This documentary is an almost too-perfect example of a discomfiting trend, one in which the privilege of access determines the ability to get an entire film made. Which is to say that about the only thing director Vikram Jayanti did right with his film was in scoring a lengthy interview with this film's subject, legendary rock producer Phil Spector. He obtained this interview as Spector was in the middle of his first trial for the killing of actress Lana Clarkson, whose career had foundered to the point that in 2003 she was hostessing at a Hollywood House of Blues. It was there that she was alleged to have met Spector, and sojourned with him to the legendary castle where he once, for all intents and purposes, held his one-time wife Ronnie Spector hostage for many years. Clarkson did not leave the place alive. The one other indisputable fact we can take from that encounter is that she died of a gunshot wound from a bullet that came out of one of Spector's many, many firearms.
Rock and roll enthusiasts know Spector as both a record man of a certain genius and a troubled, and troubling figure. In the years prior to Clarkson's death, his jocular, sometimes avuncular, and undeniably eccentric appearances at Rock and Roll Hall of Fame functions could make one think of him as being somewhat slightly less dangerous to know than he had been in his heyday. The Clarkson death changed all that. His eccentricities came off a lot less endearing in the courtroom where he glared at the judge, fidgeted, became known for his intermittently outright bizarre hairstylings. Spector's lengthy justification in this film for that overly-puffed out quasi-afro, the one that caused Jay Leno to "quip" that it looked like the state of California had already electrocuted, glosses over the fact that this coif had to be at least partially a wig (see above, the mug shot that, strangely enough, does not make it into the film), which deflates his whole "I didn't know it looked so big" argument.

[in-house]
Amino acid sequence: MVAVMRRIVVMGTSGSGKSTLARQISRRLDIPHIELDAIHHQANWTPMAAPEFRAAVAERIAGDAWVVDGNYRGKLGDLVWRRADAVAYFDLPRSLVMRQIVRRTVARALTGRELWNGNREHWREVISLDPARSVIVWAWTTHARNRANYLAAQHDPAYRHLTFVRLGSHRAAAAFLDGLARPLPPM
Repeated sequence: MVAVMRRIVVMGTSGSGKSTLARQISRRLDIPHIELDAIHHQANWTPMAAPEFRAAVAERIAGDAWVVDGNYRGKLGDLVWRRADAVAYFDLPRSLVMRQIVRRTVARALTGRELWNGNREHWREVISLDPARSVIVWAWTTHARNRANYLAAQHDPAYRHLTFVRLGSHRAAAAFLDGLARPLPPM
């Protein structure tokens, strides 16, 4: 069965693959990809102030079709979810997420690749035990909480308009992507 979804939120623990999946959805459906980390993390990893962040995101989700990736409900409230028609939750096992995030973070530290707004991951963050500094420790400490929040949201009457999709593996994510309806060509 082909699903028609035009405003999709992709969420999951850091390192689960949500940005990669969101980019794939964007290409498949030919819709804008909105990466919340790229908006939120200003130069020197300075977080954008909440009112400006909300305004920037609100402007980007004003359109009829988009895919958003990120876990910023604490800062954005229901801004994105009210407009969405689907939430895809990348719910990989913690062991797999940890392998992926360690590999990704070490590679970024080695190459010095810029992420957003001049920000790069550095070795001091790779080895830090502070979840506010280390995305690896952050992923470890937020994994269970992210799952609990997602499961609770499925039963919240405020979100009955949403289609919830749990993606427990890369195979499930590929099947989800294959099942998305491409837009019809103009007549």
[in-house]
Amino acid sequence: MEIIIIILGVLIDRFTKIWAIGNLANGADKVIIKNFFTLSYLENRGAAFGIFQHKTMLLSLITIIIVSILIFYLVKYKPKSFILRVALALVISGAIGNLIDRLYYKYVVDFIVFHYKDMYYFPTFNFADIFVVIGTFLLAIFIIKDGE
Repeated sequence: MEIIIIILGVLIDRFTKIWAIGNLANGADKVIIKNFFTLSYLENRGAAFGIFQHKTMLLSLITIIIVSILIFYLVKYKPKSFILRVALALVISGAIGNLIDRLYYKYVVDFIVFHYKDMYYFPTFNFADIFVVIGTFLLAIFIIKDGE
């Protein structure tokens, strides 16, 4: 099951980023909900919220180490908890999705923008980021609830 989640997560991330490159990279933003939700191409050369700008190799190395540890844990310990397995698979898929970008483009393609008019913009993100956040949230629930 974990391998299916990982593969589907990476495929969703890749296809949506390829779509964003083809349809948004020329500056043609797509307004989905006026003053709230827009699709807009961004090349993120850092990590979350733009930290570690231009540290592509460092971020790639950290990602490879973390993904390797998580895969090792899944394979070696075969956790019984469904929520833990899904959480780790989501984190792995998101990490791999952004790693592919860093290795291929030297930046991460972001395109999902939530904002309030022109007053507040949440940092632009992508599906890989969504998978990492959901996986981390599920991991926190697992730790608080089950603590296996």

Jayanti's interview with Spector is the film's fulcrum. Conducted in Spector's castle, with the man sitting in front of the white piano he claims is the "Imagine" piano of John Lennon fame (although I myself saw a white piano that I presumed to be same in Yoko Ono's Dakota apartment when I interviewed her in 1993; rock scholar and critic Kurt Loder drolly speculated, after the screening we attended, that like the many Goldfinger Aston Martins, there were a large number of "Imagine" pianos out there), it certainly is, what do you call it, fascinating. Spector seems to have traded in his actual soul for a welter of resentments a long, long time ago. Of the various tall tales he tells and the people he rags on, the most creepily amusing object of his irritation is the singer Tony Bennett, to whom he returns several times. Nobody ever talks about how Tony Bennett did this and that all through the '70s. Everybody likes Tony Bennett even though he did all these drugs. How come Tony Bennett gets to do duets with Bono? And so on. At a certain point you wanna slap the guy and say, "Hey Phil! Guess what? Tony Bennett didn't ever bring a girl to his house to have her end up with her brains blown out with one of his guns! Maybe that's why people like Tony Bennett better than you! Oh, and also that you have an over thirty-year history of being a lunatic asshole!" Who else doesn't he like? Well, Buddy Holly got a stamp in his honor, and he was only "in rock and roll for three years." Somebody else got an honorary doctorate. Like anybody gives a damn about an honorary doctorate. All the while ignoring the elephant in the room, Spector sits comfortably in luxury's lap, at liberty on bail, and wonders what the world has done for him lately. It's a staggering portrait of blind egotism run rampant.